Mutual Fund Gross vs. Net Expense Ratio

Mutual Fund Gross vs. Net Expense Ratio
••• Thinkstock/Comstock/Getty Images

On the surface of things, investing in a mutual fund seems simple enough. You purchase shares in the fund, which entitles you to a share of fund profits in proportion to the number of shares you own. Pay attention to expense ratios; they are an important aspect of mutual funds. An expense ratio is basically an operating fee charged to all mutual fund investors to cover the costs of the fund.

Gross Expense Ratio

The gross expense ratio of a mutual fund represents the cost of running a fund as compared to the profit earned by the fund. Gross expense ratio figures consider all of the expenses of a fund, including administrative, accounting, marketing and distribution costs and fees associated with investments made by the fund, among other expenses.

The Financial Industry Regulatory Authority, or FINRA, requires that all mutual funds publish gross expense ratios for the general public. These figures often appear on mutual fund websites and in published material such as pamphlets. You'll typically see the expense ratio expressed as a percentage of the fund's average net assets, rather than a dollar amount.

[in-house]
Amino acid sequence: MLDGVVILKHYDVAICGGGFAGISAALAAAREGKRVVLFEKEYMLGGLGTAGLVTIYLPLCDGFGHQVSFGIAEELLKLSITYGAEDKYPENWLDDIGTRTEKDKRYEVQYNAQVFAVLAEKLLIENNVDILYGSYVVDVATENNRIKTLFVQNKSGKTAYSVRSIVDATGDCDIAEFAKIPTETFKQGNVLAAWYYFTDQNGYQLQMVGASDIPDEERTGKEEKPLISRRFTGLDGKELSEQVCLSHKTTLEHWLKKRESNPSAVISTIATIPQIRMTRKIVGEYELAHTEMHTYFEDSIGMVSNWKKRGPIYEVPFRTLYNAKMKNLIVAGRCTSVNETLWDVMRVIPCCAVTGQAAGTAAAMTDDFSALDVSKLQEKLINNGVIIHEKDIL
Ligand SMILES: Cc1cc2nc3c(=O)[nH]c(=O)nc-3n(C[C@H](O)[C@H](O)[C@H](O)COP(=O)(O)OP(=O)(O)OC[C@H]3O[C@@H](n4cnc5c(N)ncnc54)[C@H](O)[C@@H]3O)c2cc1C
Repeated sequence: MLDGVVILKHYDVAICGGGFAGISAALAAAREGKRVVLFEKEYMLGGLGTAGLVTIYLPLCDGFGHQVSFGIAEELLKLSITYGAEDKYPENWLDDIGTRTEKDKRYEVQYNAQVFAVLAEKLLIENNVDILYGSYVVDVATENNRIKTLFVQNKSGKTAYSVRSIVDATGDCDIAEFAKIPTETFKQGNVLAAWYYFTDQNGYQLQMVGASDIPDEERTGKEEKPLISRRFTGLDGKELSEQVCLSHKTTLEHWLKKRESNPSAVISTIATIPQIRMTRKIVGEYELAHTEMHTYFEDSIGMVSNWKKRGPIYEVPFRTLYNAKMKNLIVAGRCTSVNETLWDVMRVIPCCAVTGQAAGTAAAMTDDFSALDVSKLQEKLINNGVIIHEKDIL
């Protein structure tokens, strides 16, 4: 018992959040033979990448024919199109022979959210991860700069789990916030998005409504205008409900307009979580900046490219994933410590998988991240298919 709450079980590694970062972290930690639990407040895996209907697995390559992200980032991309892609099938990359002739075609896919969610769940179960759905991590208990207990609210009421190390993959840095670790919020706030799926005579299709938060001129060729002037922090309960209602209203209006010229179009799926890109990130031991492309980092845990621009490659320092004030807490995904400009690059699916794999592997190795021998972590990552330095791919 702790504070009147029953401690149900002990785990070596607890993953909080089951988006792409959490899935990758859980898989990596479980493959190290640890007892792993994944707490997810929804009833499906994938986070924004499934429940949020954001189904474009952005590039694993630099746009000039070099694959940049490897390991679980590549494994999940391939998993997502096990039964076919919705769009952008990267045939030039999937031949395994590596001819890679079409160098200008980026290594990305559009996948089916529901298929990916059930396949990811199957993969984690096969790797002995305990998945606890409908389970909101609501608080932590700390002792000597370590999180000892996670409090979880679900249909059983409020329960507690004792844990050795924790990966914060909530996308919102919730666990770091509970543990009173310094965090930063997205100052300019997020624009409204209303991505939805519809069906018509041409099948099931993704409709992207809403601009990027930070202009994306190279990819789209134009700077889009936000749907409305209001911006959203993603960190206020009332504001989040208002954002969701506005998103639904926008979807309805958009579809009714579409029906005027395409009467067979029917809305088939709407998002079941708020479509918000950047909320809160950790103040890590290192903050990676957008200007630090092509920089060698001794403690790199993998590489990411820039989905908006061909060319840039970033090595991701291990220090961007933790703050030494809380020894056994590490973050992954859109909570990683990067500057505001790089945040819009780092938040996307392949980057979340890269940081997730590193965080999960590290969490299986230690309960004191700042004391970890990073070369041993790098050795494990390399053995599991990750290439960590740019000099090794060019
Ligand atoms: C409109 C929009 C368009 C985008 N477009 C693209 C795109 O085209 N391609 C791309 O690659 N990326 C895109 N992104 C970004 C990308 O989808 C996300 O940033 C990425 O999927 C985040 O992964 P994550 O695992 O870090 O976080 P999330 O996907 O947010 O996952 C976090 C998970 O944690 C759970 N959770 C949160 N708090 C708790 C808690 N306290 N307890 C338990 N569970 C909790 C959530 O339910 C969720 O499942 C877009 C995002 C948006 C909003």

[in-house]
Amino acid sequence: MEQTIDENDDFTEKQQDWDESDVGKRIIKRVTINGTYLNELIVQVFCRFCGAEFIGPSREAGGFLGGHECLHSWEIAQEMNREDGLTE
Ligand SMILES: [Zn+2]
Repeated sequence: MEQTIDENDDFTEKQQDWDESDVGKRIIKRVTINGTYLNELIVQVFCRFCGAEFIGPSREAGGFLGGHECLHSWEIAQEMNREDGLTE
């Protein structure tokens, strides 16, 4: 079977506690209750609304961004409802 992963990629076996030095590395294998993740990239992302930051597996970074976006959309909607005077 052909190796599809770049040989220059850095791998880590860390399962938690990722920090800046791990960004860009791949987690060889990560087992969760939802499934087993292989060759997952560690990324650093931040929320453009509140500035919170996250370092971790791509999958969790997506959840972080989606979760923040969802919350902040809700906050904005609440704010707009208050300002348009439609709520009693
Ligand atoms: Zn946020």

Net Expense Ratio

Net expense ratio equals the gross expense ratio of a mutual fund minus acquired fee funds and any fee waivers or expense reimbursements made to investors by the fund. Acquired fund fees constitute the costs, such as the expense ratio, of mutual funds or similar securities and commodities in which your mutual fund invests. It includes all the things you see as deductions on your account – expenses which eat into your investment returns.

Net expense ratio affects shareholders directly, but gross expense ratio does not. However, FINRA doesn't require funds to publish this information for the public.

Fee Waivers and Reimbursements

Mutual funds sometimes partially cover the costs of their own operations. In such instances, funds either waive fees associated with operating costs or they reimburse investors for these costs. This practice is prominent in small mutual funds. Investors in small funds usually own a much larger percentage of a fund than do investors in large funds.

Because of this, each investor pays a higher percentage of operating costs and thus reaps a smaller profit from investment. Small funds' waivers and reimbursements are an incentive to investors.

Gross Expense Ratio vs. Net

The primary difference between gross expense ratio and net expense ratio lies in their effects on the investor. Gross expense ratio affects only the mutual fund itself. Net expense ratio reflects the amount of money paid by each investor for fund operating costs when compared to profit from the investment.

The difference between these two ratios comes down to how much of its own operating costs a fund absorbs and how much of those costs it charges investors. Where there's healthy competition in the market, expense ratios tend to fall as they have done dramatically over the past few years.